Is getting buy-in from the parents the biggest hurdle that you face? • I would say some students and parents, because the average parent does not look at workforce data every day. They don’t know you can work at the Hyundai assembly line and make close to $70,000 or if you have some industrial systems-type skills, the jobs that are available and the opportunities for that student to advance. It’s kind of the old mindset of, “I’m going to be a doctor, lawyer or nurse and go to a four-year college.” Things are changing and a lot of that is technology. It’s the whole new paradigm shift of, economics have changed and job opportunities have changed, and getting that to trickle down to students and parents.
Are there other hurdles? • Industrial systems. Who even knows what that is? We were talking about, how do you market that to the kids? A lot of people (think) industrial maintenance is custodial.
Tom Salter, senior communication officer for Montgomery Public Schools: We don’t know what kids are going to need when they get to their 30s and 40s because some of those jobs may not have been invented yet. There are some constants like teamwork and research and all things that you have to be able to do. Cindy and her folks are charged with trying to provide skills that will be useful in ways that we don’t know yet.
Even the technical fields that we work, such as welding, change so much. The equipment changes; the technology changes. If we can do the constants and teach kids to be life-long learners … It’s not just, “Here’s your skill, go do it.”0
Students Do the Heavy Lifting in Groundbreaking
By David Zaslawsky
Photography by Robert Fouts
Although there was one speaking role for a student, make no mistake that the groundbreaking for the school district’s Montgomery Preparatory Academy for Career Technologies was all about the students.
It was the students who were front and center at the physical groundbreaking, taking their shovels and throwing some dirt while the adults stood by.
“We are today breaking ground on opportunity and hope,” Montgomery Public Schools Superintendent Margaret Allen said. “It takes both of those – it takes opportunity and it takes hope – for us to move students to where they need to be.
“I am truly excited that once they are in the inside of those walls, they will be ushered toward personal development and economic development. And their personal and economic development moves the rest of this community and this city forward.”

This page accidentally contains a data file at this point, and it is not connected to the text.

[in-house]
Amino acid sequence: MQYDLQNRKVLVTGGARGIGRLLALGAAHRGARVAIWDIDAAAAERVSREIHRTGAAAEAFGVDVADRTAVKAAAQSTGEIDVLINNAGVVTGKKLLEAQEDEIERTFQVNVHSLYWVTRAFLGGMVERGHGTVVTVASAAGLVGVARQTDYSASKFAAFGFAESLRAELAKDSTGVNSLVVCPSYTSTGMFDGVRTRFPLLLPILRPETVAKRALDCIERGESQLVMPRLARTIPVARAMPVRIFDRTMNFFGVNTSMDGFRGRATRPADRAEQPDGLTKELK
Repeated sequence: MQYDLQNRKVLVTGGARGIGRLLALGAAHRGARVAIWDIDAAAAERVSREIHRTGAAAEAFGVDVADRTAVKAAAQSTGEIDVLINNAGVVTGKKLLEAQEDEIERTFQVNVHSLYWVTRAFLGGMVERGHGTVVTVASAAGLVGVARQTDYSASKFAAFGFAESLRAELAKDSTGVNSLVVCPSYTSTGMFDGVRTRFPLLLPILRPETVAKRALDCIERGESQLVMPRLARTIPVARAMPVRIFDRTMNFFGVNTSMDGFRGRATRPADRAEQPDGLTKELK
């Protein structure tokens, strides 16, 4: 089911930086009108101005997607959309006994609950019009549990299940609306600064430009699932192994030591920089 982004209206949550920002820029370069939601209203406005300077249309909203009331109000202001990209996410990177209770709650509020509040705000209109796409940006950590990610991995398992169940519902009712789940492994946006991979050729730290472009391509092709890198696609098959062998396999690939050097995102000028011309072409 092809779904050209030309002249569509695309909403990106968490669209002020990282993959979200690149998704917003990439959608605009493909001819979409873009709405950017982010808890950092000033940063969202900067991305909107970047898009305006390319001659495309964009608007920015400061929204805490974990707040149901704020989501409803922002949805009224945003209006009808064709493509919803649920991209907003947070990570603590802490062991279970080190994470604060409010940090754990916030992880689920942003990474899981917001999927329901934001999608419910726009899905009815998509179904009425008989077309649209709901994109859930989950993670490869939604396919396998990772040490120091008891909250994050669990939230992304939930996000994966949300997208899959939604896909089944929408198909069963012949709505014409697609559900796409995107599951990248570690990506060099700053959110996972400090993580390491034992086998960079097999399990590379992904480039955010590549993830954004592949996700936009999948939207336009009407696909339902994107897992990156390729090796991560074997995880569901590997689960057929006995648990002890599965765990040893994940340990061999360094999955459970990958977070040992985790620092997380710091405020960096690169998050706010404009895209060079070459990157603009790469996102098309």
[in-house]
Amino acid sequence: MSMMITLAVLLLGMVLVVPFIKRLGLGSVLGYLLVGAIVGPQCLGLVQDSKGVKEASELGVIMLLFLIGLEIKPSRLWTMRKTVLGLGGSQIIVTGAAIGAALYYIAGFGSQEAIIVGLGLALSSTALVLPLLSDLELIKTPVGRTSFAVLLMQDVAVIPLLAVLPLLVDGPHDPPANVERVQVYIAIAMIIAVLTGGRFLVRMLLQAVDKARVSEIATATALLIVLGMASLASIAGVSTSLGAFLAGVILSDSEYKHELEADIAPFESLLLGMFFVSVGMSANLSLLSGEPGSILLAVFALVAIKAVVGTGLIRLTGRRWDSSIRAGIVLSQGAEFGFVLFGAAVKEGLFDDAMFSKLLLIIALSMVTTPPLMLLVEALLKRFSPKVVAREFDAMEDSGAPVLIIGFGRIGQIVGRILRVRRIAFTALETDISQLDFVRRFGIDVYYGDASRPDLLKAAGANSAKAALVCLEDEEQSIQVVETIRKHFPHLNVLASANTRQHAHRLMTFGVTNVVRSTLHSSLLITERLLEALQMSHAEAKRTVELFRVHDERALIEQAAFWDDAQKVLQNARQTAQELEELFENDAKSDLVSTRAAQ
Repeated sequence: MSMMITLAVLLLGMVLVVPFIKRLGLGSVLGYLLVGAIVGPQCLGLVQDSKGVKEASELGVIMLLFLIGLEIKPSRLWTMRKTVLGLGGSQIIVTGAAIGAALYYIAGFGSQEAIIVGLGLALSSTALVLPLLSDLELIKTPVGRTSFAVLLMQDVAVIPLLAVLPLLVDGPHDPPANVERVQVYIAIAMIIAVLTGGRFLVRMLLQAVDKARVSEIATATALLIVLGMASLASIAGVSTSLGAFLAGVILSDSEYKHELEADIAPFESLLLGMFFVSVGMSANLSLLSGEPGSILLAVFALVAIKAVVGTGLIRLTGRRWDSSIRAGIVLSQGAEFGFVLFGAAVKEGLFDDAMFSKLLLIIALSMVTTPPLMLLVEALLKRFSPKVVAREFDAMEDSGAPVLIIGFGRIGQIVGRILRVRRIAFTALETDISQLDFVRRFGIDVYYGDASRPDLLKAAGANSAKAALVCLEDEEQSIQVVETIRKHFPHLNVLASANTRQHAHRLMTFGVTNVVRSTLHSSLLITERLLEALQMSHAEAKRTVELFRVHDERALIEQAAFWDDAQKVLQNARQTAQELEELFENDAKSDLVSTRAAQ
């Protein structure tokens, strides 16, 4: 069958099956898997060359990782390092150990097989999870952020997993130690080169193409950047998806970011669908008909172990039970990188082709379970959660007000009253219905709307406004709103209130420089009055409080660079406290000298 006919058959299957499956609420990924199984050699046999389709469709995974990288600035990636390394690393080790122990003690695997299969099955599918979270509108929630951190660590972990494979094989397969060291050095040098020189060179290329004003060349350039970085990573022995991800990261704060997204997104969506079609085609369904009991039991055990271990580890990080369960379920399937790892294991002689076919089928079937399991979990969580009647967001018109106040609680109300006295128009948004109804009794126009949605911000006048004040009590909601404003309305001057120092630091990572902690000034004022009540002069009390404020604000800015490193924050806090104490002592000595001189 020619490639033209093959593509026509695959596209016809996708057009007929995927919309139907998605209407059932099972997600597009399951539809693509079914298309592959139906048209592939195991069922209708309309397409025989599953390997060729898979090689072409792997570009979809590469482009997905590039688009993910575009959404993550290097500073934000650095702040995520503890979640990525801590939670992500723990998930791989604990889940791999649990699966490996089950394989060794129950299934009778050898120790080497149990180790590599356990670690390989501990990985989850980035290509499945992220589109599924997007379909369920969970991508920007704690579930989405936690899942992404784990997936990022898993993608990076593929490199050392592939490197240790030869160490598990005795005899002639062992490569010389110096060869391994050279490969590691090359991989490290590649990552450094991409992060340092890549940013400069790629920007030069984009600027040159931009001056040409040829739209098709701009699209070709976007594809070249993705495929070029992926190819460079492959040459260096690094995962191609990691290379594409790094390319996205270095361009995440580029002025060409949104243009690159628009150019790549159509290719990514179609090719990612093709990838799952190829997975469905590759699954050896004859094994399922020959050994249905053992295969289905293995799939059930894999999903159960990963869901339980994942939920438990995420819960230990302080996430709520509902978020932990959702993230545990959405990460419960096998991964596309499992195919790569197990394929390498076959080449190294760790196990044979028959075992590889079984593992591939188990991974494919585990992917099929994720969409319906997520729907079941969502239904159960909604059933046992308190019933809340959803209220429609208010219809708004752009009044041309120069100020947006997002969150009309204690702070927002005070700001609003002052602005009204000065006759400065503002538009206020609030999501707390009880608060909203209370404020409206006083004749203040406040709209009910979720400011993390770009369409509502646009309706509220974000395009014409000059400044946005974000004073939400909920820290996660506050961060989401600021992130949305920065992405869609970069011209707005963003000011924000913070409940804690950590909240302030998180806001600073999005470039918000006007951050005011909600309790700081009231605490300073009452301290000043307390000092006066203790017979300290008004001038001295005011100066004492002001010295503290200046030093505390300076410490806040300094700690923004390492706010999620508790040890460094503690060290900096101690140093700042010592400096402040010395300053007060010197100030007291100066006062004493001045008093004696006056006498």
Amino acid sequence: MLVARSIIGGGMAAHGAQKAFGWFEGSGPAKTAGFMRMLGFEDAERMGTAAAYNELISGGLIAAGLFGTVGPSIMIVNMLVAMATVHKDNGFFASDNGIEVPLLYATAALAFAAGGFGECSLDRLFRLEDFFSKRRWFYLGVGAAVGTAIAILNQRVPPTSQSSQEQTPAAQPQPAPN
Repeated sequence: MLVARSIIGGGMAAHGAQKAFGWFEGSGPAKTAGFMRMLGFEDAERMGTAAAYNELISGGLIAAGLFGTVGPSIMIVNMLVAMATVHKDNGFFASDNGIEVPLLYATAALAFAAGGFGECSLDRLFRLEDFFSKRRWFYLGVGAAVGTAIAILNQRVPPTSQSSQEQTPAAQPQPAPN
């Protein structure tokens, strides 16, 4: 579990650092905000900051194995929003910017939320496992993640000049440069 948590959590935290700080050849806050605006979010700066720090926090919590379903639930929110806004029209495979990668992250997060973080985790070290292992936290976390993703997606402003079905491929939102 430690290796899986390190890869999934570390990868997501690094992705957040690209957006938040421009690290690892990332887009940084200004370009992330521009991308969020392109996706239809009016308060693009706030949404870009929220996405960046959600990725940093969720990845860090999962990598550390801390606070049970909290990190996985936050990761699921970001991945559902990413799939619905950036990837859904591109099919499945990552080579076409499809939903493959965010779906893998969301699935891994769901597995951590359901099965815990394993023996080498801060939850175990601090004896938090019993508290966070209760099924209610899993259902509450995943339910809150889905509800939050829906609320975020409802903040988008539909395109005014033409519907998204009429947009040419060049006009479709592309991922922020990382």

There would not be a new facility at One Place in the fall of 2016 if not for the partnerships between the school district, county, city, Montgomery Area Chamber of Commerce, Alabama Industrial Development Training, Alabama Technology Network and H. Councill Trenholm State Community College, as well as other entities.
“This is the epitome of ‘it takes a village’,” Montgomery Mayor Todd Strange said about MPACT, which the city and county are helping fund along with the Montgomery County Department of Education.
“It has taken all of us together to bring us to this moment,” Strange said. “And frankly, it will take all of us together and many other partners to take us to that grand opening and take us to what the real goal is – educating 500, 600, 1,000 students so they can go into our 21st century jobs and care for and take care of their respective families.”
Montgomery County Commission Chairman Elton N. Dean Sr. said that the city and county “have been talking about this project for years now.”
Allen praised and thanked all the partners for making MPACT a reality, and her list – on the back of the groundbreaking agenda – included all those listed above and the Alabama Department of Education’s Career Technical Education Department, Montgomery Public Schools Career Tech Department and the MPACT faculty, staff, students and their parents.
AIDT Director Ed Castile, who is also the state deputy commerce secretary, said, “Anytime you get a chance to work with Mayor Strange and Chairman Dean on something, you know it’s going to be a quality project and it’s going to be an exciting project, and this (MPACT) is certainly that.”